By David W. Tate
In Bullock v. Philip Morris (California Court of Appeal,
Second District, Case No. B222596) [enhanced version available to lexis.com subscribers / unenhanced version available from lexisONE Free Case Law] the court affirmed a punitive damage
award that is 16 times compensatory damages. The jury ultimately
awarded Bullock $850,000 in compensatory damages and $13.8 million in
punitive damages. As you may be aware, pursuant to recent case law
guideposts punitive damage awards generally are allowed in the range of
3 to 4 times compensatory damages and as an outside measure should not
exceed 9 times compensatory damages as punitive damages must bear
reasonable relation to compensatory damages.
I have included this case discussion because punitive damages are
warranted in some elder abuse cases, and some of the justifying factors
in Bullock also are present in select elder abuse cases.
Betty Bullock smoked cigarettes for 45 years from 1956 until she was
diagnosed with lung cancer in 2001. In 2001, Bullock filed suit against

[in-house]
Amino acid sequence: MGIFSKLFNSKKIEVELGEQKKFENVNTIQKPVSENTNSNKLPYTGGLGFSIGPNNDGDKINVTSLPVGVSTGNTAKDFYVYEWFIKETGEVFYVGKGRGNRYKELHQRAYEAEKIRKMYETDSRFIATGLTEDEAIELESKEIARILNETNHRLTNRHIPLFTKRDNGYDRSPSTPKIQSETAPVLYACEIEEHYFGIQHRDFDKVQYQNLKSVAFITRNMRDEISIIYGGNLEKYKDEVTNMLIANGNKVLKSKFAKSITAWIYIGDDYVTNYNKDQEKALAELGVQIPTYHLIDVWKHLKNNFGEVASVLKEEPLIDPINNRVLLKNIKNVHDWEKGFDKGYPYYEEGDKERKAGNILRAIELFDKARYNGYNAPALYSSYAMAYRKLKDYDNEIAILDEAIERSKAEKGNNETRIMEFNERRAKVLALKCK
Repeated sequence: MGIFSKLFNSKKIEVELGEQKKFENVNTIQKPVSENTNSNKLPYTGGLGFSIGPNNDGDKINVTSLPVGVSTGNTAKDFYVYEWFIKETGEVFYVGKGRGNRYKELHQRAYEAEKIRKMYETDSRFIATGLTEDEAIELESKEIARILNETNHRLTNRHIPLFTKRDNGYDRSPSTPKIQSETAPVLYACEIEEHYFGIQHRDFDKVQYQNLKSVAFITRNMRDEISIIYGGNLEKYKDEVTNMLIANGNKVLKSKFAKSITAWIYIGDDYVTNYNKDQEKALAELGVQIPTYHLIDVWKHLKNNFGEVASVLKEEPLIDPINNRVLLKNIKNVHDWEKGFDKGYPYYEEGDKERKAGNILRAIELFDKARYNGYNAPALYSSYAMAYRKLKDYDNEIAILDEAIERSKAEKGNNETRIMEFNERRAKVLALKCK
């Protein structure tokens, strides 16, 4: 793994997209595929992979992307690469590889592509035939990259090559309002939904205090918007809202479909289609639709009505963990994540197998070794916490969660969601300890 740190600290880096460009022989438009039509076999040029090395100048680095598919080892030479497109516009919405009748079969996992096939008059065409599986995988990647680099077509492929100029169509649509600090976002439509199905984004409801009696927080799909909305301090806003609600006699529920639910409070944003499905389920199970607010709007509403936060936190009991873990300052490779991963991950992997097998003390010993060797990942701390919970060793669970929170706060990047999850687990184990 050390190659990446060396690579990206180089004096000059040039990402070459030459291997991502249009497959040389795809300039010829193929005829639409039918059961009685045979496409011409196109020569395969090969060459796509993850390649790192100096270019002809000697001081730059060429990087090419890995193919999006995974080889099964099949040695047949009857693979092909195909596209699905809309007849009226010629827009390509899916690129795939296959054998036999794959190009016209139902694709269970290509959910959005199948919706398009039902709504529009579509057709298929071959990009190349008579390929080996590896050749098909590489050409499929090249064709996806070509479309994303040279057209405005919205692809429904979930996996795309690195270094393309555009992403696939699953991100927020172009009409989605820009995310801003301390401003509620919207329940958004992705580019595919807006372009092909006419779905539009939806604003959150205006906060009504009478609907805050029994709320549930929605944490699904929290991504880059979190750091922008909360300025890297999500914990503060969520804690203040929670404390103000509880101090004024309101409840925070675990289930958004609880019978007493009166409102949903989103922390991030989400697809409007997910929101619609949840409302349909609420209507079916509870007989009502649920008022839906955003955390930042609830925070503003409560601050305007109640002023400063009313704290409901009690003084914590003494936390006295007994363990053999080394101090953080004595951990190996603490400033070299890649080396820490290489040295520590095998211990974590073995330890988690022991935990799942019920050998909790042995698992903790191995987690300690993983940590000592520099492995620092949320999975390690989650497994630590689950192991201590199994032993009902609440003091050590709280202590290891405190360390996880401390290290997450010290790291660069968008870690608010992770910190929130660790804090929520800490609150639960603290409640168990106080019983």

Philip Morris. Bullock sought to recover damages for personal injuries
based on products liability, fraud and other theories. Bullock died in
Pursuant to the holding in Bullock, in some cases there are
exceptional factual circumstances that warrant the allowance of larger
punitive damages as a multiple of compensatory damages: the evidence
indicated that the defendant knew that the consensus was that cigarette
smoking caused lung cancer and other serious diseases, and that smokers
suffered lung cancer and other serious diseases at rates far greater
than nonsmokers-despite that knowledge, defendant conducted a
campaign to obscure and deny the truth. The court also held that larger
punitive damages were warranted because of the defendant's wealthy
financial condition, the profitability of its misconduct, defendant knew
and hid for a long period of time the dangers of its product, and the
injuries caused to plaintiff were physical or mental in nature, not
economic. According to the court, the evidence indicated that
defendant's behavior was "extremely reprehensible."
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DAVID W. TATE, ESQ.
Blogs: http://davidtate.wordpress.com; http://californiaestatetrust.wordpress.com
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